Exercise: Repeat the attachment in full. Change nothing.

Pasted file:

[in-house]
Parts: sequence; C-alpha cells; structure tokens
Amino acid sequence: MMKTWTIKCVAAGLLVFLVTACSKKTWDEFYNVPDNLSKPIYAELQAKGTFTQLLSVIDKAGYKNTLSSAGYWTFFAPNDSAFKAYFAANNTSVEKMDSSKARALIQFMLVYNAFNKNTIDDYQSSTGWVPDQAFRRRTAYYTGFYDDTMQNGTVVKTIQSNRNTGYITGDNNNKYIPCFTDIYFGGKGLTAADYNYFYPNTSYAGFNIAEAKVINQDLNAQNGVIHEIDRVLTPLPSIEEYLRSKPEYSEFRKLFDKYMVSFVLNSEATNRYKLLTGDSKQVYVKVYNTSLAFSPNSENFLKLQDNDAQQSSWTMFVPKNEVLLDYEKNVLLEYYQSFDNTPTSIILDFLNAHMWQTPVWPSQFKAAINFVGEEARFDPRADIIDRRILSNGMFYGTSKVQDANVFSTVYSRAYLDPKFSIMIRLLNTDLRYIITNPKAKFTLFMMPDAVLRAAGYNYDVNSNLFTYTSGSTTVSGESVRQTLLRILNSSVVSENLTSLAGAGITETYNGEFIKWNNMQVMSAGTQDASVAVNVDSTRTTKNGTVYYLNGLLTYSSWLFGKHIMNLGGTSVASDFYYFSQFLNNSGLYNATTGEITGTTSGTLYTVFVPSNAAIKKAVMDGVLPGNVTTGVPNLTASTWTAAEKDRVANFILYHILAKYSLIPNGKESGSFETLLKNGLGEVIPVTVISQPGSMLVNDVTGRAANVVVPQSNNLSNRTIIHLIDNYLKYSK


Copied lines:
[in-house]
Parts: sequence; C-alpha cells; structure tokens
Amino acid sequence: MMKTWTIKCVAAGLLVFLVTACSKKTWDEFYNVPDNLSKPIYAELQAKGTFTQLLSVIDKAGYKNTLSSAGYWTFFAPNDSAFKAYFAANNTSVEKMDSSKARALIQFMLVYNAFNKNTIDDYQSSTGWVPDQAFRRRTAYYTGFYDDTMQNGTVVKTIQSNRNTGYITGDNNNKYIPCFTDIYFGGKGLTAADYNYFYPNTSYAGFNIAEAKVINQDLNAQNGVIHEIDRVLTPLPSIEEYLRSKPEYSEFRKLFDKYMVSFVLNSEATNRYKLLTGDSKQVYVKVYNTSLAFSPNSENFLKLQDNDAQQSSWTMFVPKNEVLLDYEKNVLLEYYQSFDNTPTSIILDFLNAHMWQTPVWPSQFKAAINFVGEEARFDPRADIIDRRILSNGMFYGTSKVQDANVFSTVYSRAYLDPKFSIMIRLLNTDLRYIITNPKAKFTLFMMPDAVLRAAGYNYDVNSNLFTYTSGSTTVSGESVRQTLLRILNSSVVSENLTSLAGAGITETYNGEFIKWNNMQVMSAGTQDASVAVNVDSTRTTKNGTVYYLNGLLTYSSWLFGKHIMNLGGTSVASDFYYFSQFLNNSGLYNATTGEITGTTSGTLYTVFVPSNAAIKKAVMDGVLPGNVTTGVPNLTASTWTAAEKDRVANFILYHILAKYSLIPNGKESGSFETLLKNGLGEVIPVTVISQPGSMLVNDVTGRAANVVVPQSNNLSNRTIIHLIDNYLKYSK